The Key Of D Minor: The Scale & Chords In D Minor
The Key Of D Minor: The Scale & Chords In D Minor
Good morning. This is Duane, and today I’d like to take up the key of D minor. The Key Of D Minor: The Scale & Chords In D Minor. The key of D minor is relative to F major. Yesterday, we took up the key of F major, what you needed to know about playing in the key of F, and we decided that there’s three primary chords in any major key. The one chord, the four chord and the five chord. So, the three most used chords in the key of F are F, A flat and C, far and away, but then there’s some secondary chords in every major key.
By the way, there’s only one major key, and that’s part of the problem when we go to minor keys because I’ll show you. There’s three of those, and that makes it a little more complex, but I’ll try to keep it simple today. There’s just one major key. So, in the key of F, you’re dealing with just one major scale is what I’m saying. So, in the key of F, that’s the F major scale. So, the one chord is F. The four chord is B flat and the five chord is C, but then there’s some secondary chords.
The two chord … so we build a chord on the second note of the scale. Why do we use that note, instead of that … because that’s in the scale. We have to use scale notes. We can’t use notes that aren’t in the scale, and then that’s the two chord, and then the next most used chord is the sixth chord. One, two, three, four, five, six, and so if we build a chord there, that’s D minor, and then the next most used chord is the three chord. So, one, two, three … If we build a chord there, that’s A minor.
In other words, in a major key, there’s three primary chords. They’re all major … one, four and five … and there’s three secondary chords which are all minor … two, three and six. Now when we go to minor, that’s not true because there’s three separate minor scales, and I don’t want to confuse you by talking about the different kinds. I’ll just summarize. There’s a natural minor. There’s a melodic minor, and there’s a harmonic minor. The melodic minor is strange because it does one thing going up, and coming down, it does something entirely different. It reverts back to the natural minor scale. Enough about that.
Let’s talk about the primary chords in the key of D minor. I’ll use a natural minor scale to … Now I’ll use a harmonic minor scale, I think, because that gives us that C sharp. The one chord in the key of D minor is D minor. The four chord is G minor and the five chord is A major because of that raised third. If I’m playing in the key of D minor … (music). If I just use those three chords … one, four and five … So, in a minor key, the one chord is minor. The four chord is minor, but the five, seven or the five chord is major.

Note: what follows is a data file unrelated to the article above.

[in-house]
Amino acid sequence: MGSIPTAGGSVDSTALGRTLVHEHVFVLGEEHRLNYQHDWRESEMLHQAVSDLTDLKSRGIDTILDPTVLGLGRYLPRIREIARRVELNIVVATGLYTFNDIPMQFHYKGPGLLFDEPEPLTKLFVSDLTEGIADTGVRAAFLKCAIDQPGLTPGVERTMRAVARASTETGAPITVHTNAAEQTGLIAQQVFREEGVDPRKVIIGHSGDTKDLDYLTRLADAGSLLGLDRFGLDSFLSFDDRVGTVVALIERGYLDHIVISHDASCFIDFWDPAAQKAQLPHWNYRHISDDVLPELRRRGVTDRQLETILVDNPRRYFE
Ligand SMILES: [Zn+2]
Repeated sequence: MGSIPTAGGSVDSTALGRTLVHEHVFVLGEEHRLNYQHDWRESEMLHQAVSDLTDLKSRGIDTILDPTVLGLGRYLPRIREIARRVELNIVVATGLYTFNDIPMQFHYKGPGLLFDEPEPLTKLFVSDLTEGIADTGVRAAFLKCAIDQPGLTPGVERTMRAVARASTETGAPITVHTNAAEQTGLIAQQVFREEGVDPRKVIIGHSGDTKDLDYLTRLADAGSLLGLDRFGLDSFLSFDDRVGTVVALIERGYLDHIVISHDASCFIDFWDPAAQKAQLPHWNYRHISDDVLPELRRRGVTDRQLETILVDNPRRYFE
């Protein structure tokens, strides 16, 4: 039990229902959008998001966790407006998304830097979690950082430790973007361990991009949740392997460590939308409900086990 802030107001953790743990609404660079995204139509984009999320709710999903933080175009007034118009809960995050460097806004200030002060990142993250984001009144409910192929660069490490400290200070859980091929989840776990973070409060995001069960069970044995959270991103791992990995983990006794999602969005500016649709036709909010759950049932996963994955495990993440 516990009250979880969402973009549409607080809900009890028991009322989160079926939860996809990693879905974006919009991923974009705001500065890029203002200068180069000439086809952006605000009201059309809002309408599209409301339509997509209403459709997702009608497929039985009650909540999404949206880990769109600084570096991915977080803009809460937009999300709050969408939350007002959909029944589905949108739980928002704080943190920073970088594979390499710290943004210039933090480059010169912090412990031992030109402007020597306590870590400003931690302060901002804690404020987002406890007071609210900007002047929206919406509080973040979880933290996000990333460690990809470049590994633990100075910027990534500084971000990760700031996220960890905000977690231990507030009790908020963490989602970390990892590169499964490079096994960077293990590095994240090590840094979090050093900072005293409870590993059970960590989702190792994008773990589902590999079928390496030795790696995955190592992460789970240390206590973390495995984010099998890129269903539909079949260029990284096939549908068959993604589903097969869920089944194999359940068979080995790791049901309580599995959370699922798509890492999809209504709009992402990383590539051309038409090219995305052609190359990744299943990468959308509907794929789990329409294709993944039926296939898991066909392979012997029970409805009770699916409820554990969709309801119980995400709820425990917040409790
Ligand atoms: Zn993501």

That’s the difference between major and minor keys. In major keys, you recall … the one, four and five … the three primary chords are major, but in minor key, the one chord is minor. The four chord is minor but the five chord is major. Now, in a major key there was three secondary chords, but in a minor key, that gets complex because of the oddness of the scale. You have three scale choices. There’s one that is used a lot and that is the two chord. One, two .. If I build a chord on E, that’s my chord … E minor if I build it on the natural minor scale, but if I try to use the six chord, what happens? That’s a diminished triad and that’s very seldom used.
If I try to use the three chord, what’s that? That’s major, isn’t it? You see, so there’s only one secondary chord that’s really used very much and that’s the two chord. That’s all you really need to know about the key of D minor. The one chord is D minor. The four chord is G minor and the five chord is A major, and then the secondary chord is E minor. Those four chords will take you a long way in the key of D minor.
Now, tomorrow, I’m going to show you how so many songs toggle between major and minor, and I’m going to play a song tomorrow that will start out in D minor, and then it will toggle to F major and then it’ll toggle back to D minor and then it’ll go to F major and then back to D minor and finally end in D minor, but I’ll wait till tomorrow on that, but that’s interesting because you’re using the primary chords of both keys … the F major scale and the D minor scale.
By the way, they’re called kissing cousins. They’re related because if you go down a step and a half from any major key, that gives you the relative minor key. It’s relative to the key. D minor is relative to the key of F major because they use the same scales notes. That’s why they’re related, and I think I have a video out on that already so if you want to look that up, that’s great. Otherwise, I may talk about that a little more tomorrow. That’s it for today. Tomorrow, as I say, we’ll cover songs that toggle back and forth between major and minor keys. We’ll see you then. Bye bye for now.